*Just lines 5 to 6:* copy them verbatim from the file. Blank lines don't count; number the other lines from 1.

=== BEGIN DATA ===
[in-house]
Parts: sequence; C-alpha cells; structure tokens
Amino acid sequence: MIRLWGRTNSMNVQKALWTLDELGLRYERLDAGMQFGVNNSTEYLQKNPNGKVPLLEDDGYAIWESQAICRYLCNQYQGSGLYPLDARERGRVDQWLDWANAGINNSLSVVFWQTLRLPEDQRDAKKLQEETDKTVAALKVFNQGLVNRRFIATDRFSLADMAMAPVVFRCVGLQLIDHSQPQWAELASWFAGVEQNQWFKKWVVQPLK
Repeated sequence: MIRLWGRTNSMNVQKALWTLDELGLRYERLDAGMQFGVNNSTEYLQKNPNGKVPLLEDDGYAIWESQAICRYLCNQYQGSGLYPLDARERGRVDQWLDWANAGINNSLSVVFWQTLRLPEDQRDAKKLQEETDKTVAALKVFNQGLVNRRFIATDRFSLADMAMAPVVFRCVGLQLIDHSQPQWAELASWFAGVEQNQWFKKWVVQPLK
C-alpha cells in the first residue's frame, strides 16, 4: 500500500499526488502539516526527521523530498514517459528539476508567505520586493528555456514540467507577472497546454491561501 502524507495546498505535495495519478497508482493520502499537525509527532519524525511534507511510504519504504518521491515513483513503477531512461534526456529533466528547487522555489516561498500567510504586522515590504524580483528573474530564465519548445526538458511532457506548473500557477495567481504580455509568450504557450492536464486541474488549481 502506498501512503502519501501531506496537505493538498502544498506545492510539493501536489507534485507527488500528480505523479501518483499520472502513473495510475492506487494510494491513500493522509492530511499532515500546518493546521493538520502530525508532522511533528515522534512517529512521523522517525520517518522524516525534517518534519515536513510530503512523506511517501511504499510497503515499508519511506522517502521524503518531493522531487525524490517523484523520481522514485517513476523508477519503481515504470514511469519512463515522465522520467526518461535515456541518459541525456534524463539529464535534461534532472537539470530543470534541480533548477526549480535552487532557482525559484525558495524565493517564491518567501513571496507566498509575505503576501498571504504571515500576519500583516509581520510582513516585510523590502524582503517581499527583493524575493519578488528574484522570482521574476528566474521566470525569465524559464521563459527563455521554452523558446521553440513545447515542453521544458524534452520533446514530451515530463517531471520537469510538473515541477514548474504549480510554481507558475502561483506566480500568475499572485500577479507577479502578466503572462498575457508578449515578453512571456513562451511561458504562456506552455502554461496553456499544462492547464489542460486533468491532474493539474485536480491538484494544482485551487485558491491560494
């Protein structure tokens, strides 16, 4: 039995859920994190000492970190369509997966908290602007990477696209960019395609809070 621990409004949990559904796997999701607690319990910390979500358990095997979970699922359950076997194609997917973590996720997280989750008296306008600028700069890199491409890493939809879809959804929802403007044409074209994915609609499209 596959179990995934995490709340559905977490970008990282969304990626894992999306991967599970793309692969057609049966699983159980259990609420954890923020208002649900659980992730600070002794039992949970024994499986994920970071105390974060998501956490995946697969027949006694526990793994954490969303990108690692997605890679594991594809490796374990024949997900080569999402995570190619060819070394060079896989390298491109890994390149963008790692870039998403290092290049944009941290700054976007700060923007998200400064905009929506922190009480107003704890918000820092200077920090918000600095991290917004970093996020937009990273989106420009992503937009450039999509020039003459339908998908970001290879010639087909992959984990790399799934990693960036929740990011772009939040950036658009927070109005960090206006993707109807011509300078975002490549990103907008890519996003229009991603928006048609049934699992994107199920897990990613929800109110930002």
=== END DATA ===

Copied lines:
C-alpha cells in the first residue's frame, strides 16, 4: 500500500499526488502539516526527521523530498514517459528539476508567505520586493528555456514540467507577472497546454491561501 502524507495546498505535495495519478497508482493520502499537525509527532519524525511534507511510504519504504518521491515513483513503477531512461534526456529533466528547487522555489516561498500567510504586522515590504524580483528573474530564465519548445526538458511532457506548473500557477495567481504580455509568450504557450492536464486541474488549481 502506498501512503502519501501531506496537505493538498502544498506545492510539493501536489507534485507527488500528480505523479501518483499520472502513473495510475492506487494510494491513500493522509492530511499532515500546518493546521493538520502530525508532522511533528515522534512517529512521523522517525520517518522524516525534517518534519515536513510530503512523506511517501511504499510497503515499508519511506522517502521524503518531493522531487525524490517523484523520481522514485517513476523508477519503481515504470514511469519512463515522465522520467526518461535515456541518459541525456534524463539529464535534461534532472537539470530543470534541480533548477526549480535552487532557482525559484525558495524565493517564491518567501513571496507566498509575505503576501498571504504571515500576519500583516509581520510582513516585510523590502524582503517581499527583493524575493519578488528574484522570482521574476528566474521566470525569465524559464521563459527563455521554452523558446521553440513545447515542453521544458524534452520533446514530451515530463517531471520537469510538473515541477514548474504549480510554481507558475502561483506566480500568475499572485500577479507577479502578466503572462498575457508578449515578453512571456513562451511561458504562456506552455502554461496553456499544462492547464489542460486533468491532474493539474485536480491538484494544482485551487485558491491560494
């Protein structure tokens, strides 16, 4: 039995859920994190000492970190369509997966908290602007990477696209960019395609809070 621990409004949990559904796997999701607690319990910390979500358990095997979970699922359950076997194609997917973590996720997280989750008296306008600028700069890199491409890493939809879809959804929802403007044409074209994915609609499209 596959179990995934995490709340559905977490970008990282969304990626894992999306991967599970793309692969057609049966699983159980259990609420954890923020208002649900659980992730600070002794039992949970024994499986994920970071105390974060998501956490995946697969027949006694526990793994954490969303990108690692997605890679594991594809490796374990024949997900080569999402995570190619060819070394060079896989390298491109890994390149963008790692870039998403290092290049944009941290700054976007700060923007998200400064905009929506922190009480107003704890918000820092200077920090918000600095991290917004970093996020937009990273989106420009992503937009450039999509020039003459339908998908970001290879010639087909992959984990790399799934990693960036929740990011772009939040950036658009927070109005960090206006993707109807011509300078975002490549990103907008890519996003229009991603928006048609049934699992994107199920897990990613929800109110930002």